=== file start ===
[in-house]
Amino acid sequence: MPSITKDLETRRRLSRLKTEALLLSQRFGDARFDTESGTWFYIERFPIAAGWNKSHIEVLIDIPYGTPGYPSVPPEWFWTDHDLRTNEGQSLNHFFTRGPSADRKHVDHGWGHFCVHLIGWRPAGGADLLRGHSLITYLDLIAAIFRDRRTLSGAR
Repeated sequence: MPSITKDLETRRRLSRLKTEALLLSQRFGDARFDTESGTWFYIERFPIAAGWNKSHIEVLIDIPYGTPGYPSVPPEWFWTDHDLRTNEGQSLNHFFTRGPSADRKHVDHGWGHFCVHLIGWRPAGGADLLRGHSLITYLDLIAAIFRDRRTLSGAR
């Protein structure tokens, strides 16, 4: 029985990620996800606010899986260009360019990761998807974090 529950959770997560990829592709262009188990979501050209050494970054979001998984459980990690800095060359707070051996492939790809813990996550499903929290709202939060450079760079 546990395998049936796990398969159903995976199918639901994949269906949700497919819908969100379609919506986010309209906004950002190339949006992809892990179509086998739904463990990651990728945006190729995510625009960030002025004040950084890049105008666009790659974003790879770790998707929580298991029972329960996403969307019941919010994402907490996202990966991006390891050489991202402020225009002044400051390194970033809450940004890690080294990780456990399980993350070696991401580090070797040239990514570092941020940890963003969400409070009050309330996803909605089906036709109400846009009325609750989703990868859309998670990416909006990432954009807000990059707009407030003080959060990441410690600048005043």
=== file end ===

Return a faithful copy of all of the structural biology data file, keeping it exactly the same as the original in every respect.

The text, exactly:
[in-house]
Amino acid sequence: MPSITKDLETRRRLSRLKTEALLLSQRFGDARFDTESGTWFYIERFPIAAGWNKSHIEVLIDIPYGTPGYPSVPPEWFWTDHDLRTNEGQSLNHFFTRGPSADRKHVDHGWGHFCVHLIGWRPAGGADLLRGHSLITYLDLIAAIFRDRRTLSGAR
Repeated sequence: MPSITKDLETRRRLSRLKTEALLLSQRFGDARFDTESGTWFYIERFPIAAGWNKSHIEVLIDIPYGTPGYPSVPPEWFWTDHDLRTNEGQSLNHFFTRGPSADRKHVDHGWGHFCVHLIGWRPAGGADLLRGHSLITYLDLIAAIFRDRRTLSGAR
């Protein structure tokens, strides 16, 4: 029985990620996800606010899986260009360019990761998807974090 529950959770997560990829592709262009188990979501050209050494970054979001998984459980990690800095060359707070051996492939790809813990996550499903929290709202939060450079760079 546990395998049936796990398969159903995976199918639901994949269906949700497919819908969100379609919506986010309209906004950002190339949006992809892990179509086998739904463990990651990728945006190729995510625009960030002025004040950084890049105008666009790659974003790879770790998707929580298991029972329960996403969307019941919010994402907490996202990966991006390891050489991202402020225009002044400051390194970033809450940004890690080294990780456990399980993350070696991401580090070797040239990514570092941020940890963003969400409070009050309330996803909605089906036709109400846009009325609750989703990868859309998670990416909006990432954009807000990059707009407030003080959060990441410690600048005043």